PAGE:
“Afghan children have suffered enough. Most have known nothing but conflict in their lives. We cannot allow COVID-19 to further rob them of their futures.”

Saturday May 02, 2020
Kabul (BNA) In response to COVID-19, the UN and humanitarian partners have delivered water, sanitation and hygiene kits and tailored hygiene promotion activities to more than 100,000 people in Afghanistan.
They have also reached nearly 84,000 people with awareness-raising materials and have supported more than 29,000 women and children with psychosocial support services to cope with the emotional consequences of the virus.
Humanitarians continue to monitor the secondary impacts of extended lockdowns on vulnerable households and warn these may exacerbate existing needs and push households to adopt negative coping strategies.
Alongside the COVID-19 response, the UN and humanitarian partners continue to respond to conflict- and natural-disaster emergencies, which continue to displace thousands of families.  These pre-existing vulnerabilities make Afghans potentially more susceptible to exposure to and transmission of COVID-19.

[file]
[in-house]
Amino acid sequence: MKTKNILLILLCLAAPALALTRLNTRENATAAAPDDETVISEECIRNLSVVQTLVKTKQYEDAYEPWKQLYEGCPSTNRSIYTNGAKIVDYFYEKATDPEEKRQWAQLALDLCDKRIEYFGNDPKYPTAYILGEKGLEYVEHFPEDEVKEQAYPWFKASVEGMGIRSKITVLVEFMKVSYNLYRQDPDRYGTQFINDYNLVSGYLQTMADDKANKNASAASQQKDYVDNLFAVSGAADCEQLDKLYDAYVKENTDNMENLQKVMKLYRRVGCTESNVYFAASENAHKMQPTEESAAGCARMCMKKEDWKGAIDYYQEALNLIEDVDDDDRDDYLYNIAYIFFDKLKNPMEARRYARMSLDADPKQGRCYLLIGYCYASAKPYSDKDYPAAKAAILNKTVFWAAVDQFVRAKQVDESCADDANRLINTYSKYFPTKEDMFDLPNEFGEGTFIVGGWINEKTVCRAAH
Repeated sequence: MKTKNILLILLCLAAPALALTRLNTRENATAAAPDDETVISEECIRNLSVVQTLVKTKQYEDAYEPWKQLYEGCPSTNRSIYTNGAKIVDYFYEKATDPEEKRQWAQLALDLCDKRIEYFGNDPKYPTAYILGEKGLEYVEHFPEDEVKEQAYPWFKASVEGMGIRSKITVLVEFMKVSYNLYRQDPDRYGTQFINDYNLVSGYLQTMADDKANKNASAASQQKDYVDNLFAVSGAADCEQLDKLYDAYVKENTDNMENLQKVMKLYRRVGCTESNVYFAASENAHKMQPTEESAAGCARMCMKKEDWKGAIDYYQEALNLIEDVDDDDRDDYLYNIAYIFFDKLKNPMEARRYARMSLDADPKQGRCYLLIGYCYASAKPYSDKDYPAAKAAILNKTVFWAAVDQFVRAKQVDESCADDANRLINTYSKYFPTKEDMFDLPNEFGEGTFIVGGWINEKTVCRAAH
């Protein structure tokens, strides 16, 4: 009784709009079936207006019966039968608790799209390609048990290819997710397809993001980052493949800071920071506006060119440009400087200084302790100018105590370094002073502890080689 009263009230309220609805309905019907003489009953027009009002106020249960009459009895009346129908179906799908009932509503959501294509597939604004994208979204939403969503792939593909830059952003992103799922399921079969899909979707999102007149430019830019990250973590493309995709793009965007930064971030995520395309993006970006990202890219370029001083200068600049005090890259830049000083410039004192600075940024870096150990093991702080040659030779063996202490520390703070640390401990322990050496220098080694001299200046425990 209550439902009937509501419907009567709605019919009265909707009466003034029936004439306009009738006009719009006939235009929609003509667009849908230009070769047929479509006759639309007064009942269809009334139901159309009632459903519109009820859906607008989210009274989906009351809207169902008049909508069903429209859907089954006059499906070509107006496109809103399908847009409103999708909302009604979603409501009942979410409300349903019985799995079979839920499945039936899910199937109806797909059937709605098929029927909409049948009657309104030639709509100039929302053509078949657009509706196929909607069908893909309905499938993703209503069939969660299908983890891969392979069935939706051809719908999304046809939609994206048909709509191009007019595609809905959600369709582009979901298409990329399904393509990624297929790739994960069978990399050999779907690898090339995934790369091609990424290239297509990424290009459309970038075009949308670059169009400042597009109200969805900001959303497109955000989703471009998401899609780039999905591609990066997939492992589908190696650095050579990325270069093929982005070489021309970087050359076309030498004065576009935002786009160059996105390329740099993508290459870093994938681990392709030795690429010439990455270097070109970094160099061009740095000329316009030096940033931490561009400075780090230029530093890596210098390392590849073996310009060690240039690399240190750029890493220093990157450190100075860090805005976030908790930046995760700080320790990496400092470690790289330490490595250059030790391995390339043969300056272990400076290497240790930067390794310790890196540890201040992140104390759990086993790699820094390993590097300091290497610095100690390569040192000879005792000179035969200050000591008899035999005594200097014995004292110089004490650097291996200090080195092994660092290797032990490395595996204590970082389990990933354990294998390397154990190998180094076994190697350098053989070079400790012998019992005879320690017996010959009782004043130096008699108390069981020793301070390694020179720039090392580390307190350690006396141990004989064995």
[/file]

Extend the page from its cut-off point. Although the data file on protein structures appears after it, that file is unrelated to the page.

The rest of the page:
So far, nearly 2,000 COVID-19 cases have been confirmed in Afghanistan, including 61 deaths.
A COVID-19 Humanitarian Plan for Afghanistan is seeking US$108 million to reach more than 6 million people with life-saving assistance over the next three months. The plan is being revised and integrated with the 2020 Humanitarian Response Plan for Afghanistan, which requires $733 million, to help 9.4 million people in need.

Saturday May 02, 2020